# 1819 C2X §6.1

Which exercises/theories should we discuss on the board?
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Slide 1: Mind map
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This lesson contains 20 slides, with interactive quiz and text slides.

Lesson duration is: 50 min

## Items in this lesson

Which exercises/theories should we discuss on the board?

#### Slide 1 -Mind map

Shorter sides & hypotenus
All right-angled triangles have 2 shorter sides and 1 hypotenuse.

The hypotenuse is the longest side and always lies opposite the right angle.
The shorter sides are (as the name suggests)
shorter than the hypotenus and always lie
on either side of the right angle.

#### Slide 2 -Slide

Exercise 2
2a) Which sides are the shorter sides
of triangle ABC?

#### Slide 3 -Slide

Exercise 2
2a) Which sides are the shorter sides
of triangle ABC?

AB and AC

#### Slide 4 -Slide

Exercise 2
2b) Calculate the area of square
ACHI and the area of square ADEB

#### Slide 5 -Slide

Exercise 2
2b) Calculate the area of square
ACHI and the area of square ADEB

area ACHI = 3 x 3 = 9
area ADEB = 4 x 4 = 16

#### Slide 6 -Slide

Exercise 2
2c) Calculate the area of square
BFGC by enclosing the square

#### Slide 7 -Slide

Exercise 2
2c) Calculate the area of square
BFGC by enclosing the square

Area BFGC = 25

#### Slide 8 -Slide

Exercise 2
2d) Add the areas of square ACHI
and square ADEB together.
What do you notice?

#### Slide 9 -Slide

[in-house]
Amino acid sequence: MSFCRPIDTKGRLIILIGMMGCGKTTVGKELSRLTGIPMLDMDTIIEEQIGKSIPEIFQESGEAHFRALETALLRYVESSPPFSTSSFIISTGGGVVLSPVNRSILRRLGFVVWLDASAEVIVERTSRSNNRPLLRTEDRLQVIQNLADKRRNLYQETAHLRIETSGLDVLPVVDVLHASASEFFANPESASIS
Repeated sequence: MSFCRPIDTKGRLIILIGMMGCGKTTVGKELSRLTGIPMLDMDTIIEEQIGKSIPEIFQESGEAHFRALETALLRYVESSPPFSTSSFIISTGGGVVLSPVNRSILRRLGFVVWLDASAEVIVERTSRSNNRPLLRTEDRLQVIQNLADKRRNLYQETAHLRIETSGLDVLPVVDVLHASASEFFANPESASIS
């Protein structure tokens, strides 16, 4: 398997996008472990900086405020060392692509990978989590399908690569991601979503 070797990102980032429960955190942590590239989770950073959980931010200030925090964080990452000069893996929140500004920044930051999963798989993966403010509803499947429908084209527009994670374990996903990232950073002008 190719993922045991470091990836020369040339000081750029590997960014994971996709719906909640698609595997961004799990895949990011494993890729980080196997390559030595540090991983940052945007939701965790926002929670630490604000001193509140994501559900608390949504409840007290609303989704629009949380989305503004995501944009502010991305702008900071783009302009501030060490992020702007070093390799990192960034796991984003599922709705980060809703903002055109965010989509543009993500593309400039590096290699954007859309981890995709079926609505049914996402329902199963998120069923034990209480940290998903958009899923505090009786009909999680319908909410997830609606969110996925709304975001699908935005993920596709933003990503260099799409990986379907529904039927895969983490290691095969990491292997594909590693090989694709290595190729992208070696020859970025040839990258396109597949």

Exercise 2
2d) Add the areas of square ACHI
and square ADEB together.
What do you notice?

9 + 16 = 25.
This is the same as the area of BFGC

#### Slide 10 -Slide

Exercise 2
2e) Calculate the lenght of BC

Area of the square is 25, so the
lenght of BC =

#### Slide 11 -Slide

Pythagoras' theorem
In exercise 3 you will find out that it is always true that if you put a square on each side of a right-angled triangle, the area of the smaller squares added up is the area of the biggest square. This is Pythagoras' theorem:

If a and b are the short sides of a right-angled triangle and if c is the hypothenuse, then:

#### Slide 12 -Slide

Calculating unknown sides
Using Pythagoras' Theorem, you can calculate
the 3rd side of a triangle, if you know the
lengths of the other two sides.

#### Slide 13 -Slide

Calculating unknown sides
We can use this scheme, to fill in everything
we know about the triangle.

#### Slide 14 -Slide

Calculating unknown sides

#### Slide 15 -Slide

Calculating unknown sides

#### Slide 16 -Slide

Calculating unknown sides

#### Slide 17 -Slide

Calculating unknown sides

so PR = 12

#### Slide 18 -Slide

Using Pythagoras' Theorem
When using Pythagoras' Theorem, you need to make sure:
- Your triangle is a right-angled triangle
- You know which sides are the short sides and which side is the hypotenuse, so you can add/subtract the correct squares.

#### Slide 19 -Slide

HW Tuesday
Make and correct §6.1